Warming Up

Warming Up

Tuesday, January 25, 2011

Random Thoughts On Selling (Giving Away) Music

Ever made your own CD and then sold it online?  How much money did you make?  Enough to pay for the recording, design, and manufacturing?  Did you make enough selling your CD to pay your bills? Here’s an interesting graphic that I first saw a while back while reading the blog of the very talented Bay-area trumpeter Ian Carey.  If the graphic is hard to read, click on this link http://www.informationisbeautiful.net/2010/how-much-do-music-artists-earn-online/  If you are so inclined, see below for my take on this.

I’m not really sure how to feel about this graphic and what it tells us, but I can’t help but feel that it isn’t too encouraging.  Who is making all the money here?  It doesn’t appear to be the musicians.  How are musicians supposed to afford to document their music if they are not going to make enough money to even pay for the recording, let alone attempt to support themselves (most musicians aren’t earning enough income from performances alone to survive)?  And then why should anyone even try?  

I keep sensing a trend lately: more and more, people don’t want to pay for music; they think it should be free.  And honestly, if you really want an album and don’t want to pay for it, you will, with a fairly painless Google search, be able to find that album somewhere and download it for free.  It’s happening everywhere, all the time.  I’ve read some “industry” press recently that is telling me that I should strongly consider just giving away my music because that’s the direction the business is moving in anyway.  They tell me that it’s better to just get your music and your name out there.  But if I can’t count on making any money back on a self-produced album (no ECM or Blue Note contract in my near future) how can I afford to fund this album?  But without that CD how can I get bookings for my group(s), or press?  It’s a tricky situation.  And I don’t know what the solution is.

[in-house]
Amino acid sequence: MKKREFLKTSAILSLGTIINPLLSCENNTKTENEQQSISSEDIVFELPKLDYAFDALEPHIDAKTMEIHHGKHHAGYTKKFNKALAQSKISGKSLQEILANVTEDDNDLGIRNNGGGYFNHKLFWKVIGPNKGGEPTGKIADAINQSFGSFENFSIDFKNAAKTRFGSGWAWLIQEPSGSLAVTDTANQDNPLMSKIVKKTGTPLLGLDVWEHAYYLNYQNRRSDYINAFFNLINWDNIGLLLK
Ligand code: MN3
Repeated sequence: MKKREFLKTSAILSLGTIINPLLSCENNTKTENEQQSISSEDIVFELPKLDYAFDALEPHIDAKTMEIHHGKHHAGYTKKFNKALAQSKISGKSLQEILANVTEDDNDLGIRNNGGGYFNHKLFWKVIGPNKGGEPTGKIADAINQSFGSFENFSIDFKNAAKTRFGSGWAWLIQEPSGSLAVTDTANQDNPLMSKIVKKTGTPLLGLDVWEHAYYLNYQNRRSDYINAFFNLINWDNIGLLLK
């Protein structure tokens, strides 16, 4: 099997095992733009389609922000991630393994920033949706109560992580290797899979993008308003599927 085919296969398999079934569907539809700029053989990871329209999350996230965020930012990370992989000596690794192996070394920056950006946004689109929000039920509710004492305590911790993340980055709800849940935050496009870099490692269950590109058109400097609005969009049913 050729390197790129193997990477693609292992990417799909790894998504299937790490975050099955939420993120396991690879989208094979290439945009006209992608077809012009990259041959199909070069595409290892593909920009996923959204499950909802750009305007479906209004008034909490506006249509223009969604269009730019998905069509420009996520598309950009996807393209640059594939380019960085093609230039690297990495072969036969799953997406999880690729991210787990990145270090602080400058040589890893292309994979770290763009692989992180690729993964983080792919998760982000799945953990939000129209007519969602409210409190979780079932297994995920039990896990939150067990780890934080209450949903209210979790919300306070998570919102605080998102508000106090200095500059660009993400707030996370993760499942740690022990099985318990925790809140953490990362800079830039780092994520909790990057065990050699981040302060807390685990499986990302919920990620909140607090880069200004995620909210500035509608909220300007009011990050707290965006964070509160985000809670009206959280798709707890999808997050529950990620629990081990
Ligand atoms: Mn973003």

Seems like the only solution is to save my money, rehearse an ensemble, pay for the recording and mixing and mastering, pay the musicians, pay for a designer, pay for the manufacturing….and then give it away for free.  Because at least then people will hear it. Hmmm.  That seems kinda shitty.  Oh well.  Guess I better start saving a percentage of my gig money.  And when I do make another album, maybe I’ll do the Radiohead thing and just ask people to pay me (directly – learning my lesson from the above graphic) what they want for it.  Can’t hurt, I guess.  Not trying to be a downer here, but this is something I’ve been thinking about lately.  I’ll have a cheerier, more upbeat post tomorrow!

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